Thursday, May 01, 2008

Better Learn Some History Before It's Too Late - The Lessons of the Past for Current Practice

Henry Ford is famous for his frank assessment:
"History is bunk." The more I read of church history, the more it illuminates my current understanding of doing church. As we look at the bewildering array of spiritual movements and conflicting advice for pastors on how to "do" church, we might pause for a moment to look back.

In 1521, the Zwickau prophets had become extremely active during the time of Luther's forced exile in the Wartburg Castle. During the absence of the lion, the rats came out of the woodwork. Under their influence, the Bible became an unnecessary "paper pope," standing between the believer and the immediacy of Holy Spirit inspiration. Rather than accepting that God mediated his grace through the Word, they formed communities united in their sense that the Spirit spoke more freshly unfettered by the impediments of Scripture. Even the formidable Andreas Carlstadt, Luther's colleague at Wittenberg, fell under the spell of these enthusiasts. Carlstadt discarded his study of the Word in favor of circulating with the "people" where true truth could be ascertained--by osmosis evidently--in the context of 16th century version of "missional communities."

The Magisterial Reformers of the 16th century argued that the Lord speaks through the Spirit through the Word. Spiritual knowledge is, therefore, mediated, not immediate. The Zwickau prophets opted for the excitement of experience. Luther rightly condemned their heretical efforts and even said of his friend Carlstadt, "He has swallowed the Holy Spirit feathers and all." In an important sense the Zwickau prophets show a marked affinity for some of the trends within evangelicalism today. I am struck by the prophetic words of WSCAL's Scott Clark:

The evangelical convulsions over justification mean this: Van Til was correct. The fundamental principle of the evangelicals, at least in the Modern period, is religious enthusiasm. Because this is so, religious experience trumps truth every time.

If you follow the popularity of the New Perspective on Paul (cf. Sanders, Dunn, and Wright) in the academy and the reactions of evangelical scholar's such as Westmont's Bob Gundry (my former prof who gave me 32 semester units of his wisdom and officated at my wedding) who have disputed the Reformational sense to justification by faith in our day (cf. John Piper's entire book, Counted Righteous in Christ, written to counter Gundry), you can see how we are meandering toward the precipice again. Rejecting the objectivity of Reformational Christianity's solas, we inch ever closer to the chaos of seeking truth in immediate religious experience.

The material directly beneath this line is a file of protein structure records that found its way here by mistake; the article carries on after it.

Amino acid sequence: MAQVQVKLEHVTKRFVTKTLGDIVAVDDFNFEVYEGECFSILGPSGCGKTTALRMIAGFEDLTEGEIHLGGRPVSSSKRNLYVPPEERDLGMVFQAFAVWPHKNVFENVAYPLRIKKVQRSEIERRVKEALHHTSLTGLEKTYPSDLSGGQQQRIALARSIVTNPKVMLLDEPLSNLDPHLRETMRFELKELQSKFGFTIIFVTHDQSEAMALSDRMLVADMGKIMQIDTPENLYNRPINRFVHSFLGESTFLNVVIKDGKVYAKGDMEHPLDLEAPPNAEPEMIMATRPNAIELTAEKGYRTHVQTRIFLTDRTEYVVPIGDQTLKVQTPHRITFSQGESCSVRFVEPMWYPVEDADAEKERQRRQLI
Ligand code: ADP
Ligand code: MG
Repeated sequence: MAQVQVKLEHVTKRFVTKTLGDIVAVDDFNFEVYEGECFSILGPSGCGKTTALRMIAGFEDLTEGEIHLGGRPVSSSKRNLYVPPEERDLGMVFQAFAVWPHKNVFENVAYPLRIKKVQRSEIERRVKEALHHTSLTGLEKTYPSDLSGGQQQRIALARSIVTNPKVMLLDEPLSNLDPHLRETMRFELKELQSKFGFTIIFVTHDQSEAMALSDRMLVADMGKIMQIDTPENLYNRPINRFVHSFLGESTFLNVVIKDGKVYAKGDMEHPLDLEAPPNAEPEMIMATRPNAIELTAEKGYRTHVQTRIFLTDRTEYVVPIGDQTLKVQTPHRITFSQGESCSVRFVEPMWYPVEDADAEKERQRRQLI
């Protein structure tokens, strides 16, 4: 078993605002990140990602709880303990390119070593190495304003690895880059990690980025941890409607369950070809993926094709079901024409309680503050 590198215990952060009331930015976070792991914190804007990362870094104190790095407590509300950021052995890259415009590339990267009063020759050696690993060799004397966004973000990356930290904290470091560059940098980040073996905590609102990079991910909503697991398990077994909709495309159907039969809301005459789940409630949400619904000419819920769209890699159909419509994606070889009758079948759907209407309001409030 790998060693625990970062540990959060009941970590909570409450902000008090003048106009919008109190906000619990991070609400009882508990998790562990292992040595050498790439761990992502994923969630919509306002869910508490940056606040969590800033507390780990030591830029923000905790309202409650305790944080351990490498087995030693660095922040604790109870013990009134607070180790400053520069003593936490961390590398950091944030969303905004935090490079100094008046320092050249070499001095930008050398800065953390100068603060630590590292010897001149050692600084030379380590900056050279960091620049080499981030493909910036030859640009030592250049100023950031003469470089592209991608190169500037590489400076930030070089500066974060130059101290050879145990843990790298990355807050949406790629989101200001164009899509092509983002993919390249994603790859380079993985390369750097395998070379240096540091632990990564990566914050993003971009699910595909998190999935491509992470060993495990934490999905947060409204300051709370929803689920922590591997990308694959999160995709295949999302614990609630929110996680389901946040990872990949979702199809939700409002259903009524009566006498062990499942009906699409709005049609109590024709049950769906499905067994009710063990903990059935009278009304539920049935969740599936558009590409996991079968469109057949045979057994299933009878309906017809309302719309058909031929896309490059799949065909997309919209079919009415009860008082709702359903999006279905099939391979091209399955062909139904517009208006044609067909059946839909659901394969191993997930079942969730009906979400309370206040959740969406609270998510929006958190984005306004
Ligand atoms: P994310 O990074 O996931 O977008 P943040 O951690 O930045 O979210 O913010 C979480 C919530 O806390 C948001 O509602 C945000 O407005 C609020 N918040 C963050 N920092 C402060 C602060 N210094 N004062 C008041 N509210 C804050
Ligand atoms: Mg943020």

Without a confessional anchor (remember the old 1689 London BAPTIST Confession of Faith with its solid doctrinal core?), we have nothing left but religious experience (great shades of Schliermacher!). In such a context, "evangelicalism" will devolve into the shallowness of Osteen-esque "spirituality" without a cross, the exploitation of the latest in scientific technique (e.g. the wholesale appropriation of the most recent business school insights and methods to pastoral ministry), or an honest rejection of Christianity as vapid and devoid of rational content. The kinds of experience I recorded in the last post makes complete sense in a world where Reformation lessons are set aside for "quick fix" techniques governed only the omnipotent principle of "what works."

Somehow, rather than the quote by the great master of pragmatic application of knowledge to the mass production of automobiles, I prefer the prescience of George Santayana: "Those who cannot remember the past are condemned to repeat it."


revdrron said...

I appreciate your reference to the confessional anchor (e.g., 1689 London Baptist Confession of Faith). But may I quote a slightly altered Barthian muse. "From the Protestant side, there is no compensating basic principle, and no teaching office of the Church to safeguard its authority and enforce its observance, and thus to prevent the headlong fall into all kinds of popular Pelagianism."

Specifically, with reference to religious experience (Schliermacher being a modern harbinger) or what might be seen as the ongoing pollution of Reformed Theology (as old as the Middle Ages). “It has happened more than once in the history of Protestantism that an element which had a scholastic form in the Middle Ages has won a place in Protestant doctrine. And more than once this element which seems so alien in its original form has had to be eliminated for the survival or revival of the Reformation Church.” - Barth, K., Bromiley, G. W., & Torrance, T. F. (2004). Church dogmatics, Volume II The doctrine of God, Part 1. (pp.576ff)

Dave Miller said...

Nice couple of posts Dennis.